I recently had the honor of judging a university-level speech tournament. In one event, Persuasive Speaking, each of six finalists had 10 minutes to make a case about a cause. Judges looked for knowledge of the subject, a structured approach, documentation of the points made, and a good finish, often including a call to action.
Most of the speakers were good; they had all that. In fact, they were so good that when it was over I had a hard time ranking them.
Yet, something was missing from every one of those presentations—something important. These speakers, who were excellent in every other way, all had choreographed their gestures and movements. Here, I step to the left. Here, to the right. Here, I lift my hand. And all kept their hands at their sides when they were not actively gesturing. Thus, many of the gestures and movements they made seemed forced and false to my eyes.
My guess is that when you feel strongly about something, you don’t rest your hands at your sides. You probably hold them up about belt or waist level so you can easily lift them to punctuate your point, to signal the sharing of information, or to invite the listener to consider your position. You do this without thinking about it. You radiate energy. And the higher your hands, the more energy you show.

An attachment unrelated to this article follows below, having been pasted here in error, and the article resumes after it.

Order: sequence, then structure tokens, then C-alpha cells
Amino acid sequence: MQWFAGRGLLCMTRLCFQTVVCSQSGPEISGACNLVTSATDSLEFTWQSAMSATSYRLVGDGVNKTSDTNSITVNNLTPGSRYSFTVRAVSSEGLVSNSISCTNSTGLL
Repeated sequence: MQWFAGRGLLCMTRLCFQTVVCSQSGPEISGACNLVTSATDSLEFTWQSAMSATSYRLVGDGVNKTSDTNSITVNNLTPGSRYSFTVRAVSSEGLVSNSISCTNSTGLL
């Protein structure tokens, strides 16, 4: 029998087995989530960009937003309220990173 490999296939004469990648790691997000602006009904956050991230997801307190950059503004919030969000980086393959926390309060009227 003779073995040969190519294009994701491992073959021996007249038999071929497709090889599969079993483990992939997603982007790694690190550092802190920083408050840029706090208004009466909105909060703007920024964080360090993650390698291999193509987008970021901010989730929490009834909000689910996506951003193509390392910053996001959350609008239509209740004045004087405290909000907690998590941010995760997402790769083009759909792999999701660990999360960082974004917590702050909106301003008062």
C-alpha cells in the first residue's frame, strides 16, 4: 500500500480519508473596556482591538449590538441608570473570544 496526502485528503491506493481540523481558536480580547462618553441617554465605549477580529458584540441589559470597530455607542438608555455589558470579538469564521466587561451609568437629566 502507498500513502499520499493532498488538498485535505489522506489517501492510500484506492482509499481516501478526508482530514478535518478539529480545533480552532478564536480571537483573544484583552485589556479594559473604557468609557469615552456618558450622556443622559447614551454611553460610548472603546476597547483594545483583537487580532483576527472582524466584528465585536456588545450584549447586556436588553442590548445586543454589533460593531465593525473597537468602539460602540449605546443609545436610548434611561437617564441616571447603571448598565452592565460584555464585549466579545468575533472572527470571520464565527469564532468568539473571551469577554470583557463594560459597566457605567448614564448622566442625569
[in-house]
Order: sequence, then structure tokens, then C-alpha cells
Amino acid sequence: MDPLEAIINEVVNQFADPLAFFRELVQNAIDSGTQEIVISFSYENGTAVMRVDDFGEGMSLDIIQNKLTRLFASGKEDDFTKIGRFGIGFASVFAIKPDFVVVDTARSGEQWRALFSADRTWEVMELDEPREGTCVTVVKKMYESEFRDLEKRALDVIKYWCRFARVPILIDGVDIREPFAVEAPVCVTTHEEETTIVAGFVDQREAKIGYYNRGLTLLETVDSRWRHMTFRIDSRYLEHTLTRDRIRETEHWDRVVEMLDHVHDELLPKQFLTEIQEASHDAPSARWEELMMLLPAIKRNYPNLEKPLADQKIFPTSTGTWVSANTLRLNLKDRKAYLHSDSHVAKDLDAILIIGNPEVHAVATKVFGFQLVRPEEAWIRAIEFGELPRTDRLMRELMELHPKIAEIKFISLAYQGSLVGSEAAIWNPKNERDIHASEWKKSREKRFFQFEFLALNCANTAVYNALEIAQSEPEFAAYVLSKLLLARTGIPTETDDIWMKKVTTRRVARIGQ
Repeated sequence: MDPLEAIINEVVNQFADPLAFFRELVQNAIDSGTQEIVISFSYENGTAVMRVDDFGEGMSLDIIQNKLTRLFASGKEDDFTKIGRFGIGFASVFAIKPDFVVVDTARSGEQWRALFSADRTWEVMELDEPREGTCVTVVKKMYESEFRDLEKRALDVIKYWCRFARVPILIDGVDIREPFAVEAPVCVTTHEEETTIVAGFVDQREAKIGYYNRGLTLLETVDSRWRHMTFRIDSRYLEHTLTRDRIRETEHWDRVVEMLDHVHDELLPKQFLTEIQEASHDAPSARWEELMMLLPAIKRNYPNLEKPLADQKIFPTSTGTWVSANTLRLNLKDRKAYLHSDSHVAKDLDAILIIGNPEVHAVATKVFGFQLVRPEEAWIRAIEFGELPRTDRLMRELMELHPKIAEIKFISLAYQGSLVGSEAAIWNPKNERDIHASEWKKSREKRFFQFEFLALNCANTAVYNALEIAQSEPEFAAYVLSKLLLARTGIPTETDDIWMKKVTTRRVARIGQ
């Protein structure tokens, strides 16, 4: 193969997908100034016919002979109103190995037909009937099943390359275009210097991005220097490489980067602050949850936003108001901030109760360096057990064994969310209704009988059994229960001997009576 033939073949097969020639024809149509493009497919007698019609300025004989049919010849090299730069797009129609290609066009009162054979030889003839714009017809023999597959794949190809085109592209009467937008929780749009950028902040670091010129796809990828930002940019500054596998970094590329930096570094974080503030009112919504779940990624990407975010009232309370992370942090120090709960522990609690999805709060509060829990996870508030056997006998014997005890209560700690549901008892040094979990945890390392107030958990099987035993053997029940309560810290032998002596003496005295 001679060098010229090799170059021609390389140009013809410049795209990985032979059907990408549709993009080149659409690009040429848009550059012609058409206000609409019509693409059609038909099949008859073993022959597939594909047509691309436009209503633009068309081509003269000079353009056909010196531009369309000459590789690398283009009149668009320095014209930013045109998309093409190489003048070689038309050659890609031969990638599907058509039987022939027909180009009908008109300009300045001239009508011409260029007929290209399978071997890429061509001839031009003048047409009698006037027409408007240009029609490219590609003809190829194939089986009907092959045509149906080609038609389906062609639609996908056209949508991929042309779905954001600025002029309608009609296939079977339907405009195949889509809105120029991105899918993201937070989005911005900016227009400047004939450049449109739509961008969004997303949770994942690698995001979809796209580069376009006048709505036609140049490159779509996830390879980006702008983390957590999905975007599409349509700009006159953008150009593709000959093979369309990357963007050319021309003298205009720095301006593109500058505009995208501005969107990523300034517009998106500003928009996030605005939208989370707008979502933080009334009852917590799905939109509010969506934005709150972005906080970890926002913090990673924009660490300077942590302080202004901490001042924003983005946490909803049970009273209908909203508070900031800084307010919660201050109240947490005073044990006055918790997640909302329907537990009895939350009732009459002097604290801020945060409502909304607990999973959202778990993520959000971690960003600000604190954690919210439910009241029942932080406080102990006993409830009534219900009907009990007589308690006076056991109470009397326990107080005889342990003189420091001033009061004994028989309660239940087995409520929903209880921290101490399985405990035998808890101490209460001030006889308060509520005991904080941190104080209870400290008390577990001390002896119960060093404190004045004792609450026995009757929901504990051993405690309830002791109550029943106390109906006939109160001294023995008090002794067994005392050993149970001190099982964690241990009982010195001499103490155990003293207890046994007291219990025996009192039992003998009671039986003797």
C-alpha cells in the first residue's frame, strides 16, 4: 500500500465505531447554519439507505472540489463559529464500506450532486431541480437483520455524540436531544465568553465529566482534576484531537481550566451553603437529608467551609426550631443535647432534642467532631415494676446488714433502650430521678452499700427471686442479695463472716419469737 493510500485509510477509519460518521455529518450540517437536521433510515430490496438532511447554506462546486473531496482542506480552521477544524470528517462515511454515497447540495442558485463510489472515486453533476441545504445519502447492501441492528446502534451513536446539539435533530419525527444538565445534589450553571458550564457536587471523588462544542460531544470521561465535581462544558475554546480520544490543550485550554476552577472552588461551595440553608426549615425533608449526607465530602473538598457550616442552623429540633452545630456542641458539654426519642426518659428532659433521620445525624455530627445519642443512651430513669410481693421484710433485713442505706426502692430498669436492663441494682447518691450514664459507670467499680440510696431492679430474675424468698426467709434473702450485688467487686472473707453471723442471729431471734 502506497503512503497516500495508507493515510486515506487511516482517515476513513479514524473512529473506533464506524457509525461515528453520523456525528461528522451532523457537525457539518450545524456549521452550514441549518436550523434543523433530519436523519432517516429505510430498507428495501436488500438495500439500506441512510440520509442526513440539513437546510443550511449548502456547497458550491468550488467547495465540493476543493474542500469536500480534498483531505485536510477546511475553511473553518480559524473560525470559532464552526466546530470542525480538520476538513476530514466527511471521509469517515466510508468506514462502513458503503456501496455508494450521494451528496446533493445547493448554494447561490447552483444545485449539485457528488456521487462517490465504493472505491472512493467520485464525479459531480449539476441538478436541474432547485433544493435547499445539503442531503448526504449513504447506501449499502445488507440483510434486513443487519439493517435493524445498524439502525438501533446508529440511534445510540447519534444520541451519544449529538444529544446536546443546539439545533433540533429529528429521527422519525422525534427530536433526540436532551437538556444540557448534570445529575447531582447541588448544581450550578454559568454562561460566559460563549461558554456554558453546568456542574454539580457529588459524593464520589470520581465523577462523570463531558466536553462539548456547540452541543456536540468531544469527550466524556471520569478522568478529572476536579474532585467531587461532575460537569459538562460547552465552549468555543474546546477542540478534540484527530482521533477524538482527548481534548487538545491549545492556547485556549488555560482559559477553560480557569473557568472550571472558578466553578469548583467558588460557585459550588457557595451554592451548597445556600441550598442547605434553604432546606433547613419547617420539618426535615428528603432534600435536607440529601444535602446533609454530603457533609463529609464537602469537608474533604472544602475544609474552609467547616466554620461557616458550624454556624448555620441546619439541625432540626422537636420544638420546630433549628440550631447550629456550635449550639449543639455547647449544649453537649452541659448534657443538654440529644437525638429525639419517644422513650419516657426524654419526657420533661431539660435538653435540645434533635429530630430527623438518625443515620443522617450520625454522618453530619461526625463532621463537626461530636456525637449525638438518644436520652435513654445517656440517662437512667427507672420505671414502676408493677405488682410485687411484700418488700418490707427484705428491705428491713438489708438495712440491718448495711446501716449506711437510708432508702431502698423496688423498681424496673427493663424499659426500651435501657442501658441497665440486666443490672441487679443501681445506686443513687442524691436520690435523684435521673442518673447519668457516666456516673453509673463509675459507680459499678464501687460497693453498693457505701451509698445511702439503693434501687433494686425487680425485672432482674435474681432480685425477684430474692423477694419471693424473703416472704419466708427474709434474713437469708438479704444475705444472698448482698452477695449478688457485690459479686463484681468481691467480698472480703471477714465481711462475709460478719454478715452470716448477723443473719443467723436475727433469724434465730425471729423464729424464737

There’s a certain balancing act we do when we present in front of an audience, akin to what professional actors do when they perform on the stage. We are “in character” and yet conscious of the audience at the same time. We feel something for real, but we also remember that we are there to get something across. Our gestures are informed by our passion. But they are aimed toward those we’re addressing.
These competitors had the aim right, but not the passion behind it. No one will believe you really mean what you say if you look like you’ve been choreographed. You have to be comfortable enough inside yourself to feel what you ought to feel and be unafraid to show it. When you make a gesture, make it natural and bring it from the heart. That’s one way to show ‘em that you mean what you say.